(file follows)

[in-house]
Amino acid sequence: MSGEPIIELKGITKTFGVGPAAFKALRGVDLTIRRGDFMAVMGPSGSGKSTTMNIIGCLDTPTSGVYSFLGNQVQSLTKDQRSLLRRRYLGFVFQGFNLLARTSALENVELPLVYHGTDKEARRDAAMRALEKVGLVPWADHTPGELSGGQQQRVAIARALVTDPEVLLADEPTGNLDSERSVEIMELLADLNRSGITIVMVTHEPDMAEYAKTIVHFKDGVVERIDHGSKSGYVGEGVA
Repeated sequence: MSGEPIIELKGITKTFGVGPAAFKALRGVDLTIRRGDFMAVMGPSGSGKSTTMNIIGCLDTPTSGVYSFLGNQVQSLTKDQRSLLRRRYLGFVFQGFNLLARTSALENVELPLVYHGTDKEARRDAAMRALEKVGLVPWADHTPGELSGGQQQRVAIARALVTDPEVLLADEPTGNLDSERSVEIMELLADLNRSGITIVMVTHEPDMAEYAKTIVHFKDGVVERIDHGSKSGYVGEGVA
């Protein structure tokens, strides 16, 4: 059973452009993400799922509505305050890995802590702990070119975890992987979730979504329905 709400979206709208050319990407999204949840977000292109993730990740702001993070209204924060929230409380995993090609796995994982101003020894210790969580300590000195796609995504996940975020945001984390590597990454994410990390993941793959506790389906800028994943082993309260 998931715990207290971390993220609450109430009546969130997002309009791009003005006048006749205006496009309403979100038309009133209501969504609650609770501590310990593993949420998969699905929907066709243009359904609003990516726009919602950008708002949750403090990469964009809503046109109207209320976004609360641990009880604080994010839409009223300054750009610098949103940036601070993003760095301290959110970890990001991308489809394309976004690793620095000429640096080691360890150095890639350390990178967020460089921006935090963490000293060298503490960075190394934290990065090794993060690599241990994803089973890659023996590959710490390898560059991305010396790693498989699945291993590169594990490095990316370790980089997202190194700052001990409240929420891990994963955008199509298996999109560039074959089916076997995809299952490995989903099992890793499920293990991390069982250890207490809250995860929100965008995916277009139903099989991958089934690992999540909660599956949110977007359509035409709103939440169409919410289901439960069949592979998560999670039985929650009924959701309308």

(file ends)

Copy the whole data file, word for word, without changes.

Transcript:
[in-house]
Amino acid sequence: MSGEPIIELKGITKTFGVGPAAFKALRGVDLTIRRGDFMAVMGPSGSGKSTTMNIIGCLDTPTSGVYSFLGNQVQSLTKDQRSLLRRRYLGFVFQGFNLLARTSALENVELPLVYHGTDKEARRDAAMRALEKVGLVPWADHTPGELSGGQQQRVAIARALVTDPEVLLADEPTGNLDSERSVEIMELLADLNRSGITIVMVTHEPDMAEYAKTIVHFKDGVVERIDHGSKSGYVGEGVA
Repeated sequence: MSGEPIIELKGITKTFGVGPAAFKALRGVDLTIRRGDFMAVMGPSGSGKSTTMNIIGCLDTPTSGVYSFLGNQVQSLTKDQRSLLRRRYLGFVFQGFNLLARTSALENVELPLVYHGTDKEARRDAAMRALEKVGLVPWADHTPGELSGGQQQRVAIARALVTDPEVLLADEPTGNLDSERSVEIMELLADLNRSGITIVMVTHEPDMAEYAKTIVHFKDGVVERIDHGSKSGYVGEGVA
């Protein structure tokens, strides 16, 4: 059973452009993400799922509505305050890995802590702990070119975890992987979730979504329905 709400979206709208050319990407999204949840977000292109993730990740702001993070209204924060929230409380995993090609796995994982101003020894210790969580300590000195796609995504996940975020945001984390590597990454994410990390993941793959506790389906800028994943082993309260 998931715990207290971390993220609450109430009546969130997002309009791009003005006048006749205006496009309403979100038309009133209501969504609650609770501590310990593993949420998969699905929907066709243009359904609003990516726009919602950008708002949750403090990469964009809503046109109207209320976004609360641990009880604080994010839409009223300054750009610098949103940036601070993003760095301290959110970890990001991308489809394309976004690793620095000429640096080691360890150095890639350390990178967020460089921006935090963490000293060298503490960075190394934290990065090794993060690599241990994803089973890659023996590959710490390898560059991305010396790693498989699945291993590169594990490095990316370790980089997202190194700052001990409240929420891990994963955008199509298996999109560039074959089916076997995809299952490995989903099992890793499920293990991390069982250890207490809250995860929100965008995916277009139903099989991958089934690992999540909660599956949110977007359509035409709103939440169409919410289901439960069949592979998560999670039985929650009924959701309308």